India is in a desperate need for political transformation. People seem to have lost faith even in the existing electoral system. Well, a democracy only becomes meaningful, when it offer voters meaningful choices. Between a moribund monarchical dynastic party and an anti-modern communal outfit, an Indian voter has no meaningful choice. Under these situations, we strongly need a third front to rise.
Just having a democracy is not the answer. Greece, Spain and England were citadels of democracy, yet in the past year they witnessed deep unrest. The main feature of the popular mood in all these countries was anger. There was governmental incompetence leading to economic mess. Sounds familiar? Eruptions in these countries must make us, especially our leaders, think. Interestingly, for a country as diverse and populous like India, an immediate answer to many problems lies in rise of a strong third front. This is not a new concept. Numerous attempts to build a third front in India have failed- may it be the loud Jayaprakash Narayan movement which was followed by an inefficient Janata Party government, or may it be the fall of the Indian left torn apart between textbook ideology and ground realities.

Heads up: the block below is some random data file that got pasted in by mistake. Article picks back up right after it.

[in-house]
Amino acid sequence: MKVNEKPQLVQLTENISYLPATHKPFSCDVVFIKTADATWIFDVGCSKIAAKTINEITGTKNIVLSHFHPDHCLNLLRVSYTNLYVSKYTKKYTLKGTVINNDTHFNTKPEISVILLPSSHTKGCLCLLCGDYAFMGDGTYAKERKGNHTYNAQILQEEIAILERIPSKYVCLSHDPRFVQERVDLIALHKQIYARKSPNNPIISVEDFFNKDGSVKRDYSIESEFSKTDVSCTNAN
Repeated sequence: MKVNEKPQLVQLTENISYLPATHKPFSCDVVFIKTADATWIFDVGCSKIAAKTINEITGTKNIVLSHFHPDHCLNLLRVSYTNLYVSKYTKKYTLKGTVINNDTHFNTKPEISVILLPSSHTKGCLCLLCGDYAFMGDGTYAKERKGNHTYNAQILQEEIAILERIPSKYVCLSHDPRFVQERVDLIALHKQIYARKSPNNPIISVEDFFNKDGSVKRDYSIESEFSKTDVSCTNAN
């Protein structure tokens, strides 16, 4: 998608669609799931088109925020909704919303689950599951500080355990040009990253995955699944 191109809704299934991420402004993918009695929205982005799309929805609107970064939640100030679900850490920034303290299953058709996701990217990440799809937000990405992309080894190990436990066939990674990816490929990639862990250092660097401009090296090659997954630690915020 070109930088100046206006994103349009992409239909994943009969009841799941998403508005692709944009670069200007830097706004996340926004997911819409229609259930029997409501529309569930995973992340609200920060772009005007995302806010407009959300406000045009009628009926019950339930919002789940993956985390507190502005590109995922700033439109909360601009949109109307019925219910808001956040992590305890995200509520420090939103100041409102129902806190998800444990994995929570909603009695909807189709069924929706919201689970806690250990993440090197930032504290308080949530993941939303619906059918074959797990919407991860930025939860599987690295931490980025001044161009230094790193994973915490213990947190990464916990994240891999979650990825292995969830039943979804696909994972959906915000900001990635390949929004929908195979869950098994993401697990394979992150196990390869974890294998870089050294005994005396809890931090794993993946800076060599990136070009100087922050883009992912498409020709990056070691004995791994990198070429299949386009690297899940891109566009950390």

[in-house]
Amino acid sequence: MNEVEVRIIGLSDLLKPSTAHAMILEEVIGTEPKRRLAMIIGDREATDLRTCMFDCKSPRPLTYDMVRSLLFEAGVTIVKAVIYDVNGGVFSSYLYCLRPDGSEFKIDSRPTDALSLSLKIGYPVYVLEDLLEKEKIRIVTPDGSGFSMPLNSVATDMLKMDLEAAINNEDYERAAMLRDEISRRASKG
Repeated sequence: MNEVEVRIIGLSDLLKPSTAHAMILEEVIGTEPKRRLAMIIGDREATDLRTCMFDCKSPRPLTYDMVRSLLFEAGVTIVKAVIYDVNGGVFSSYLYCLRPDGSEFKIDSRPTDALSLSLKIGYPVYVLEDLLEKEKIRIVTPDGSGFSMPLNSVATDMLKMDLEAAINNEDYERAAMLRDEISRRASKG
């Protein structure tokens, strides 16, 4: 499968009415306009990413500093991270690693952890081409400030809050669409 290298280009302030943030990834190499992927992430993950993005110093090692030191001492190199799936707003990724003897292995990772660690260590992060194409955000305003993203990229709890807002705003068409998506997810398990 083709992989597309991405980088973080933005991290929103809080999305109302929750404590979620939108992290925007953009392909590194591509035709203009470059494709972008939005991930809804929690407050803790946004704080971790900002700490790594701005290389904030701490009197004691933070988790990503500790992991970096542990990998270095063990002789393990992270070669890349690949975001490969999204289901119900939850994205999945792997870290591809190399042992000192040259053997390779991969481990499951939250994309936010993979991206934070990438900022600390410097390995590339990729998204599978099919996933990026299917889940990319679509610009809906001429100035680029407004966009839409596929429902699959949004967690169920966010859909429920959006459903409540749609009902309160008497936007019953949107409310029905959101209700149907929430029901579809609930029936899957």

Interestingly, no one cared to notice, but a new model to build the Indian third front was recently formulated by Anna Hazare himself, when he had said, “all clean and non-corrupt politicians must leave their political parties and come together to form a new independent party”. This sounds more practical than the idea of a bunch of amateurs forming a party. The struggles being faced by parties like Professionals Party (Mumbai), Lok Paritran (Bangalore), Lok Satta Party (Andhra) and Jago Party (Rajasthan) have made it clear that elections in India cannot be won merely on the basis of qualifications and intent. “Know-how” is the decisive factor. I guess the answer lies in honest politicians of different parties coming together and becoming pitamahs of these well intended parties. It is on these few good men who can bring back the losing concept of a better India.